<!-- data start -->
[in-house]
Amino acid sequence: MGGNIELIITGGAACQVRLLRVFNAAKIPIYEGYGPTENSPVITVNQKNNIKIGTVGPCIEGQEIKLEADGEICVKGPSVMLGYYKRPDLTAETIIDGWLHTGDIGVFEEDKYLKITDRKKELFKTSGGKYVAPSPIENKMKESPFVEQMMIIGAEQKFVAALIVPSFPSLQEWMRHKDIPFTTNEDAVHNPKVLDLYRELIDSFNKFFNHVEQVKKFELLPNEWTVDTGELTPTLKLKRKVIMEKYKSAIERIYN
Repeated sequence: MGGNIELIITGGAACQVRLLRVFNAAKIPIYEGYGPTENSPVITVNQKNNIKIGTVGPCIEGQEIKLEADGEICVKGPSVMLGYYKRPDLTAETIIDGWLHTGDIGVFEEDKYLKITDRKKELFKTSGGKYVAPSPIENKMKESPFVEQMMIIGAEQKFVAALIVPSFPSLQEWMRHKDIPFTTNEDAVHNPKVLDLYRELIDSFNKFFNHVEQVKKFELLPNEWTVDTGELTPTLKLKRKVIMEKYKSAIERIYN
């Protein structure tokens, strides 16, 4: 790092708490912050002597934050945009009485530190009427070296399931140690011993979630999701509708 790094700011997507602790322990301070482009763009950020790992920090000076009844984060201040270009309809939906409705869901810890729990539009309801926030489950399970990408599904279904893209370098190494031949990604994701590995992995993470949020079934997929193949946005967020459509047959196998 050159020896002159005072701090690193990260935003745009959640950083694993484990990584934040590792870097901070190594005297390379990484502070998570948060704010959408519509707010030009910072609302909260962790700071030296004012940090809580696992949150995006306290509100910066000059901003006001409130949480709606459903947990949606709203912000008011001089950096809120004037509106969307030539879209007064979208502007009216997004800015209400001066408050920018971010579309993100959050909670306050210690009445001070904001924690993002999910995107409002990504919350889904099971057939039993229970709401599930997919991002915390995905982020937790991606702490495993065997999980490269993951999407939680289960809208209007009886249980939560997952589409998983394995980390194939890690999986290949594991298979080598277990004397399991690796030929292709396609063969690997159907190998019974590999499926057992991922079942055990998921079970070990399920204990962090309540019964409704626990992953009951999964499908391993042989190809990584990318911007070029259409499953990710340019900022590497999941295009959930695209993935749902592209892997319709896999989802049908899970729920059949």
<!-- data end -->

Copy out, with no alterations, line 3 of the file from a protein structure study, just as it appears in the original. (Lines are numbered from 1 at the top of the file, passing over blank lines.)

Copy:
Repeated sequence: MGGNIELIITGGAACQVRLLRVFNAAKIPIYEGYGPTENSPVITVNQKNNIKIGTVGPCIEGQEIKLEADGEICVKGPSVMLGYYKRPDLTAETIIDGWLHTGDIGVFEEDKYLKITDRKKELFKTSGGKYVAPSPIENKMKESPFVEQMMIIGAEQKFVAALIVPSFPSLQEWMRHKDIPFTTNEDAVHNPKVLDLYRELIDSFNKFFNHVEQVKKFELLPNEWTVDTGELTPTLKLKRKVIMEKYKSAIERIYN